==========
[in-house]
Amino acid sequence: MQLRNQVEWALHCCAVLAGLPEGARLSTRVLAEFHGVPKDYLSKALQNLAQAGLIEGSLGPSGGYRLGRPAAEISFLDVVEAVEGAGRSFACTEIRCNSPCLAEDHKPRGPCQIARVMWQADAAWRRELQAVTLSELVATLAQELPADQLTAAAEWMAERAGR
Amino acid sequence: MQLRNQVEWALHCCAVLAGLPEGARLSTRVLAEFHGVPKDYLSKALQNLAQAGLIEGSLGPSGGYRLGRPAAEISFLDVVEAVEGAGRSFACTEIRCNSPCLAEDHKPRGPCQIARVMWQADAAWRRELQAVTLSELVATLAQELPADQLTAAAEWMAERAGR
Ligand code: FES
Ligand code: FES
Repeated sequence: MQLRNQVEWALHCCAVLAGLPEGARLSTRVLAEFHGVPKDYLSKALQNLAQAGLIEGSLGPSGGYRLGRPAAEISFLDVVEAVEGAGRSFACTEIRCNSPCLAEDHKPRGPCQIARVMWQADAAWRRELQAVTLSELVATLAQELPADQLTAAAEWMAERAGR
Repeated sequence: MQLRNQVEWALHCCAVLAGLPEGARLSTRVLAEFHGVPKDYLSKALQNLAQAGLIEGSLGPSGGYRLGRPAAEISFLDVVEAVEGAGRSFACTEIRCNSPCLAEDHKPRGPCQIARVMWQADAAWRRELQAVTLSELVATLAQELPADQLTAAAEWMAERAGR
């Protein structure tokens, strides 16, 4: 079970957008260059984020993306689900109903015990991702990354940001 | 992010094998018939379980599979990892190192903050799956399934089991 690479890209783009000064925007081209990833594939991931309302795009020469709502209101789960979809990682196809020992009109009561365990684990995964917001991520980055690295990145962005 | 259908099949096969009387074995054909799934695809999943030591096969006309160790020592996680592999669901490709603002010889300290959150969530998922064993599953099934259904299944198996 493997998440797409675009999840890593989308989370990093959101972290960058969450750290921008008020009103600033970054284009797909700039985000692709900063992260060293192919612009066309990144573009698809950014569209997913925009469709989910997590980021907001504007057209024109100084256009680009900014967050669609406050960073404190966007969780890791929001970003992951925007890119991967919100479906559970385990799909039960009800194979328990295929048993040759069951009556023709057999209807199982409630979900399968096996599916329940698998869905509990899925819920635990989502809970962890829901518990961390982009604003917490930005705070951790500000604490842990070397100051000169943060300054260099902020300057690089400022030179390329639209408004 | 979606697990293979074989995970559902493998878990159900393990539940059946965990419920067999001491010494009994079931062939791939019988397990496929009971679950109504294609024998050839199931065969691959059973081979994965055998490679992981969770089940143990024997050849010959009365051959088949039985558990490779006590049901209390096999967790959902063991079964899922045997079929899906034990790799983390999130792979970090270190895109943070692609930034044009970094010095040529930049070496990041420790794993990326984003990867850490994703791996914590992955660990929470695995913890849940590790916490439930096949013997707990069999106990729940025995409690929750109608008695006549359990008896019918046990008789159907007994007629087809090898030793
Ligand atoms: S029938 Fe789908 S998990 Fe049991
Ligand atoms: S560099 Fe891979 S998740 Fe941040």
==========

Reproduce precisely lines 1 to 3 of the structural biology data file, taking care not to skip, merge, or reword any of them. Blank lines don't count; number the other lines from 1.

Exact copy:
[in-house]
Amino acid sequence: MQLRNQVEWALHCCAVLAGLPEGARLSTRVLAEFHGVPKDYLSKALQNLAQAGLIEGSLGPSGGYRLGRPAAEISFLDVVEAVEGAGRSFACTEIRCNSPCLAEDHKPRGPCQIARVMWQADAAWRRELQAVTLSELVATLAQELPADQLTAAAEWMAERAGR
Amino acid sequence: MQLRNQVEWALHCCAVLAGLPEGARLSTRVLAEFHGVPKDYLSKALQNLAQAGLIEGSLGPSGGYRLGRPAAEISFLDVVEAVEGAGRSFACTEIRCNSPCLAEDHKPRGPCQIARVMWQADAAWRRELQAVTLSELVATLAQELPADQLTAAAEWMAERAGR